Former NFL punter Steve Weatherford beat porn addiction, and now uses his victory to inspire others as a life coach

Steve Weatherford
Steve Weatherford at the NFC Championship on January 22, 2012, in San Francisco. Thearon W. Henderson/Getty Images

Steve Weatherford’s historic punting performance in Super Bowl XLVI was one of the differences that gave the New York Giants a championship win over the New England Patriots. But it didn’t make the difference in himself that he was looking for.

The former Giants punter struggled with addiction to pornography throughout his life and waited for a moment that would wipe away the grief from those struggles. But when the euphoria of Super Bowl heroics didn’t do it, he realized the problems wouldn’t just fade away on their own.

“I had the greatest performance a punter’s ever had statistically in the Super Bowl, and I thought for sure I’d feel different after I won,” Weatherford told Insider. “Then I remember going back to my hotel room later that night.”

“I walked up to the big window and looked out and just saw thousands of people flooding the streets, and I remember thinking to myself, ‘They look so happy.’ I just felt this depression come over me. All these people were at that game, they didn’t even have their best game ever, and they’re so happy … and that’s when I knew there wasn’t anything inside of the NFL that was going to fix the God-sized hole I had in my chest.”

It was the turning point that set Weatherford on the path toward tackling his addictions head on.

Now he uses the victory of overcoming the addiction to fuel his new passion as a motivational speaker, as leader of his own coaching program, “Become the CEO of Your Life.”

Weatherford’s addiction took faith and instruction to overcome

Weatherford first exposed himself to porn as a pre-teen, planting the seed for an issue that later affected his marriage.

“I watched my first porn when I was 13, and I knew it wasn’t something that was good for me,” Weatherford said. “Whenever you’re happy, porn is there. Whenever you’re sad, porn is there. Whenever you feel rejected, porn is there. Whenever you have despair, porn is there. So it was one of those things that you build a relationship with, and you know you shouldn’t do it … but you keep doing it.”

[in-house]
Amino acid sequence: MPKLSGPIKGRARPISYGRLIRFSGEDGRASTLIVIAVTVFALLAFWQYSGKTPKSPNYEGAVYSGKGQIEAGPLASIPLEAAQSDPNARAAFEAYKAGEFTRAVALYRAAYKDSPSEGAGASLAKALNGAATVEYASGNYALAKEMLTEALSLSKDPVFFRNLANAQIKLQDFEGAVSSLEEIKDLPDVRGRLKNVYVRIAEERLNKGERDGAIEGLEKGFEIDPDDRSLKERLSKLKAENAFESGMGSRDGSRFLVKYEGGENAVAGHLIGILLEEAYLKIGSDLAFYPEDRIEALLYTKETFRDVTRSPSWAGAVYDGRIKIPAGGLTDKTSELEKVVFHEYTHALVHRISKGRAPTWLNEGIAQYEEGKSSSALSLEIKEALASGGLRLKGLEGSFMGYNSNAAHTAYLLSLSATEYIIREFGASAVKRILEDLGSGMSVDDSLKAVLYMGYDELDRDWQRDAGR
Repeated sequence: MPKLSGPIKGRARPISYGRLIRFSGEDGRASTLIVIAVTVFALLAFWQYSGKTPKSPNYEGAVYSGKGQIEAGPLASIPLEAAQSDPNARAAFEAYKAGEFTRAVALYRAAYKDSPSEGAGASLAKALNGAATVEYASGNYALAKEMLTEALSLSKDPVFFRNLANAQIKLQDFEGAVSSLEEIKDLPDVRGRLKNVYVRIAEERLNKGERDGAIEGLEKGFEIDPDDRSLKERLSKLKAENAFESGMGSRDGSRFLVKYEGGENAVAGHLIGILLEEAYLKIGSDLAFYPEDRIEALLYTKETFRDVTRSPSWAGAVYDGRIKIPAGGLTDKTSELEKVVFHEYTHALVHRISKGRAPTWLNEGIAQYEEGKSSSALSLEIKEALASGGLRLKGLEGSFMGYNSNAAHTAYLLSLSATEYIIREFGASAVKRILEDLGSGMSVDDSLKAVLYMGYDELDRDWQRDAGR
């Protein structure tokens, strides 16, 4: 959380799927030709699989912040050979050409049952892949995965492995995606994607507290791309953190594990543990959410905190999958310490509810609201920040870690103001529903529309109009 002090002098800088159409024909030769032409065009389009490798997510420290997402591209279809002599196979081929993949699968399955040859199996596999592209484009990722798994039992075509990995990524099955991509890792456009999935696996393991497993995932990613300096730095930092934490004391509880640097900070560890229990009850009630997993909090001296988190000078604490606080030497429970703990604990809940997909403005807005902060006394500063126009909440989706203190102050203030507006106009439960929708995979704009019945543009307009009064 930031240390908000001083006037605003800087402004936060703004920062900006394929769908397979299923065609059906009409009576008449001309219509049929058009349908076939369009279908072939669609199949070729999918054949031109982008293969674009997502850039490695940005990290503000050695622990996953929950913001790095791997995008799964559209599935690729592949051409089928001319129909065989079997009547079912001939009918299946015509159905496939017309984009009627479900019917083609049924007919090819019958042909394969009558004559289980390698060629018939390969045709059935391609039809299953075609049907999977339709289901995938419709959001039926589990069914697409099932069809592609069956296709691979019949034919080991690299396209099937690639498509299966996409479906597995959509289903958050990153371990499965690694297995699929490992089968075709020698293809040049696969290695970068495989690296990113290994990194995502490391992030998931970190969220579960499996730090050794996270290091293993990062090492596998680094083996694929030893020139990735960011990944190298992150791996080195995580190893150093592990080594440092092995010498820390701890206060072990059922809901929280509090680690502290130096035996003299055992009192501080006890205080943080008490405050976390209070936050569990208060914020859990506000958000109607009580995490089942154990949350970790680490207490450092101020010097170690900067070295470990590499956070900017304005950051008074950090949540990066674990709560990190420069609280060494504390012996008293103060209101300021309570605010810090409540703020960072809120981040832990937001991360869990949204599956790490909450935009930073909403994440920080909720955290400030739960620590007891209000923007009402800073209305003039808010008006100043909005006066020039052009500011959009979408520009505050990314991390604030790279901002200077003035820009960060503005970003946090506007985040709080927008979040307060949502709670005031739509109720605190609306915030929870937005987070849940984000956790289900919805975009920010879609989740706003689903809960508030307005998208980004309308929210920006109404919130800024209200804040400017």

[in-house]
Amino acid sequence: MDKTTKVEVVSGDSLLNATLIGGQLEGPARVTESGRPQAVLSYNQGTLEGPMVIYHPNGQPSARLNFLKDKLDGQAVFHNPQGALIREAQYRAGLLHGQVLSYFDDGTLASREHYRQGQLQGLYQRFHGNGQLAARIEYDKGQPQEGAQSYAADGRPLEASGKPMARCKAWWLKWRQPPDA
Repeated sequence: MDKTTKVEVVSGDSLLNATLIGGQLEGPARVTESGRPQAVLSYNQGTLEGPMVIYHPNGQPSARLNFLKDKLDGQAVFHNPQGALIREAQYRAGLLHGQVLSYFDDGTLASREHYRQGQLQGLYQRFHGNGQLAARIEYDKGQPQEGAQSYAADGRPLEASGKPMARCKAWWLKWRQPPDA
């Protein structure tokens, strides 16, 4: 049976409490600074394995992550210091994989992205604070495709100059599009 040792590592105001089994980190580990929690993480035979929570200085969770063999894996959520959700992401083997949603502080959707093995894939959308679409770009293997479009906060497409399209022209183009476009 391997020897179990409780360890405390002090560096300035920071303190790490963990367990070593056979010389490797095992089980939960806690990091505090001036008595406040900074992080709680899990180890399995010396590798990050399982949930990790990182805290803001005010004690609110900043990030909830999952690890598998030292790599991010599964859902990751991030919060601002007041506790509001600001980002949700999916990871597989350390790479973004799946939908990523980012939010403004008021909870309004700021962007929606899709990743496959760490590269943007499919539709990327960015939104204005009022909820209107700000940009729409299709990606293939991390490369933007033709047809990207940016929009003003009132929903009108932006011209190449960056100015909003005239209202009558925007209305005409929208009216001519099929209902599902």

After more than 20 years of struggling with the addiction, Weatherford found help in therapy, guidance, and faith.

Faith was the trigger that pushed Weatherford to overcome his addiction. After the depression that came over him following Super Bowl XLVI, Weatherford decided to renew his lifelong faith, and it gave him the motivation to seek the help he needed.

-Steve Weatherford (@Weatherford5) May 19, 2021

“That really began like a new spiritual walk for me, to really get back to my roots and my relationship with Jesus Christ,” Weatherford said. “That, for me, was the thing that brought all of this together.”

Therapy allowed Weatherford to confront the root of his addiction and release the guilt and shame built over two decades to those who would listen.

“Going through childhood traumas, being able to talk about being sexually abused when I was 12 years old, having those types of conversations … that’s one of the reasons I was able to get through to the other side,” Weatherford said. “There was probably 10+ times that I tried to quit over the last 10 years and was never able to do it until I invited other people into my process with me.”

Weatherford now wants to give difference-making instruction to others

Overcoming addiction inspired Weatherford to relay the same type of guidance that helped him, to others. “Becoming The CEO of Your Life” has become his vessel to do just that. He will be giving one of his biggest keynote speeches to date in front of a sold-out crowd at Rutherford, NJ’s Hilton Meadowlands, on June 28-29.

One of Weatherford’s main goals is to resonate with others who struggle specifically with addiction. He hopes his story and lessons can inspire and guide them toward overcoming addiction, just as he did.

“There’s either going to be people in there who have struggled with addiction, are struggling with addiction, or know someone who is struggling with addiction,” Weatherford said. “So I think to be able to talk about that is going to be very powerful as well.”

-Steve Weatherford (@Weatherford5) August 2, 2020

Weatherford’s method is to teach participants how to instill the same qualities that would be seen in an NFL training camp into their own personal and professional lives. These include self-leadership, time management, and resilience in the face of adversity.

“You can’t create discipline where there is no structure and order,” Weatherford said. “We have trouble putting structure and order into our lives. We may be really good at putting structure and order into our business. So we want to work with people on both sides of the fence.”